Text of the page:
The joyous work that Adam had to do was originally living in a God-pleasing way, but because of the fall into sin, it is now a cursed four-letter word; and the materials of his work were also cursed, making work difficult and no longer satisfying. The very ground that he was to work and till, would bring forth not only the intended food to nourish and sustain human life, but also “thorns and thistles.” We would label these unwanted weeds. All the work and effort that man expends does not bring forth lasting satisfaction and contentment, but also many undesired outcomes. No longer could man anticipate only good from his work, but must deal with and put up with the exhausting sweat of his brow and insufficiency of his efforts, resulting in a loss of joy and gladness.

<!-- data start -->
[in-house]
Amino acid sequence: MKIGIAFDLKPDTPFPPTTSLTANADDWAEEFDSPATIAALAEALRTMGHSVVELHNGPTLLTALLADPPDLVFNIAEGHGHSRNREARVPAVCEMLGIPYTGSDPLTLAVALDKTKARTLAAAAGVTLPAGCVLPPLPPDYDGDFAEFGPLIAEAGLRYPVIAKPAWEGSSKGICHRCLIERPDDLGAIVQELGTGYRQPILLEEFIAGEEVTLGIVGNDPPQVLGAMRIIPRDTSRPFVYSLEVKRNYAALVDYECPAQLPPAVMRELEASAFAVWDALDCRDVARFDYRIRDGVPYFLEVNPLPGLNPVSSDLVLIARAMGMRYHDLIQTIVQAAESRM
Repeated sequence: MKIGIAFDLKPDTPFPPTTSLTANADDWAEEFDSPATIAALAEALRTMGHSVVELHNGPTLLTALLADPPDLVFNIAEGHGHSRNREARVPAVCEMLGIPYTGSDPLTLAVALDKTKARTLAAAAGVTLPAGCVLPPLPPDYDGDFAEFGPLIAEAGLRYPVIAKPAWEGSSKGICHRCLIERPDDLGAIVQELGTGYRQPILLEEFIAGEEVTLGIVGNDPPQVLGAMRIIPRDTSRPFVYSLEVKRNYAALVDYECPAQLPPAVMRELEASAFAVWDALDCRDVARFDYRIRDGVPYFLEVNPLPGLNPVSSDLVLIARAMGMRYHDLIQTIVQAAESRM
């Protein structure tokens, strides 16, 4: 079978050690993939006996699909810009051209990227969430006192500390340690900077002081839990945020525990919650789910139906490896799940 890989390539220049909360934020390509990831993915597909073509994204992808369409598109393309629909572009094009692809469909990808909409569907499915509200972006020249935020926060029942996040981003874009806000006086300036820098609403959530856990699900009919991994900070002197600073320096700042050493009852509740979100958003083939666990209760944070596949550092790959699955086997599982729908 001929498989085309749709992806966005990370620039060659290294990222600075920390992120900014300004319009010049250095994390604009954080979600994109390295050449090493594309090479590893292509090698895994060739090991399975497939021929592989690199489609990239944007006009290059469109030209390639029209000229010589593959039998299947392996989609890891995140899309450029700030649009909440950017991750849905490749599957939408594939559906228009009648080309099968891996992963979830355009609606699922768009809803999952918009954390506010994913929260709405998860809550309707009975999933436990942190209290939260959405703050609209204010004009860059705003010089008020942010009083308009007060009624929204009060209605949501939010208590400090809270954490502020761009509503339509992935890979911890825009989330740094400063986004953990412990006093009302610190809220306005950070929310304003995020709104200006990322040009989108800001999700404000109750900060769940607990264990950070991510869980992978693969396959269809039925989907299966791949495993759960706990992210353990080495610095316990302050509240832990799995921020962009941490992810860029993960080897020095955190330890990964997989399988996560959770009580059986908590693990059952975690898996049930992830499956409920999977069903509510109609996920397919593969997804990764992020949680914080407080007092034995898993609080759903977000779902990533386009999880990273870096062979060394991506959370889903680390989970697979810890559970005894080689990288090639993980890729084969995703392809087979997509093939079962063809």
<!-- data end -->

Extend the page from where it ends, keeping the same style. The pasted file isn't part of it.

Not only was manual labor cursed in the fall along with the very materials of that earthly labor, but the blessed estate and work of motherhood and the labor of giving birth was cursed. “To the woman he said, ‘I will surely multiply your pain in childbearing; in pain you shall bring forth children” (Genesis 3:16). While there is great joy in children, bearing them is accompanied by a great deal of pain. This is the tainted work of bringing forth new life in this fallen and corrupt world. Giving birth is difficult and can be very painful and even dangerous at times for mother or baby. The carrying of a child, the terror of birthing or delivery time, is necessary to bring forth that blessing of life from God.